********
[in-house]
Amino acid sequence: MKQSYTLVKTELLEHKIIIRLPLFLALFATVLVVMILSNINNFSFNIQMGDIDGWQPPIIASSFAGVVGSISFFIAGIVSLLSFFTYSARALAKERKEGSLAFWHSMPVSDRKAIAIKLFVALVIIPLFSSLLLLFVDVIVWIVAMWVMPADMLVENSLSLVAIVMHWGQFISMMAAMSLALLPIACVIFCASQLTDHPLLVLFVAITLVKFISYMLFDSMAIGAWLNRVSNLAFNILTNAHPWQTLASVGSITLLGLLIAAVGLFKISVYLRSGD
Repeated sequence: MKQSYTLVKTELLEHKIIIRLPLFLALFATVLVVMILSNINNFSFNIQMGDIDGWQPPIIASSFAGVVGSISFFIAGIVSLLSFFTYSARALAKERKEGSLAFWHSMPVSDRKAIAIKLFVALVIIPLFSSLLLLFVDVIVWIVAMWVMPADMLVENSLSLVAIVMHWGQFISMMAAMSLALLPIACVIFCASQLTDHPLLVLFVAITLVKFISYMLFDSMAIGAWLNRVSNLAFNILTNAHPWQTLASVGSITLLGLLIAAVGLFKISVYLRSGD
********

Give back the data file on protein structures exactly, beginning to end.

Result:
[in-house]
Amino acid sequence: MKQSYTLVKTELLEHKIIIRLPLFLALFATVLVVMILSNINNFSFNIQMGDIDGWQPPIIASSFAGVVGSISFFIAGIVSLLSFFTYSARALAKERKEGSLAFWHSMPVSDRKAIAIKLFVALVIIPLFSSLLLLFVDVIVWIVAMWVMPADMLVENSLSLVAIVMHWGQFISMMAAMSLALLPIACVIFCASQLTDHPLLVLFVAITLVKFISYMLFDSMAIGAWLNRVSNLAFNILTNAHPWQTLASVGSITLLGLLIAAVGLFKISVYLRSGD
Repeated sequence: MKQSYTLVKTELLEHKIIIRLPLFLALFATVLVVMILSNINNFSFNIQMGDIDGWQPPIIASSFAGVVGSISFFIAGIVSLLSFFTYSARALAKERKEGSLAFWHSMPVSDRKAIAIKLFVALVIIPLFSSLLLLFVDVIVWIVAMWVMPADMLVENSLSLVAIVMHWGQFISMMAAMSLALLPIACVIFCASQLTDHPLLVLFVAITLVKFISYMLFDSMAIGAWLNRVSNLAFNILTNAHPWQTLASVGSITLLGLLIAAVGLFKISVYLRSGD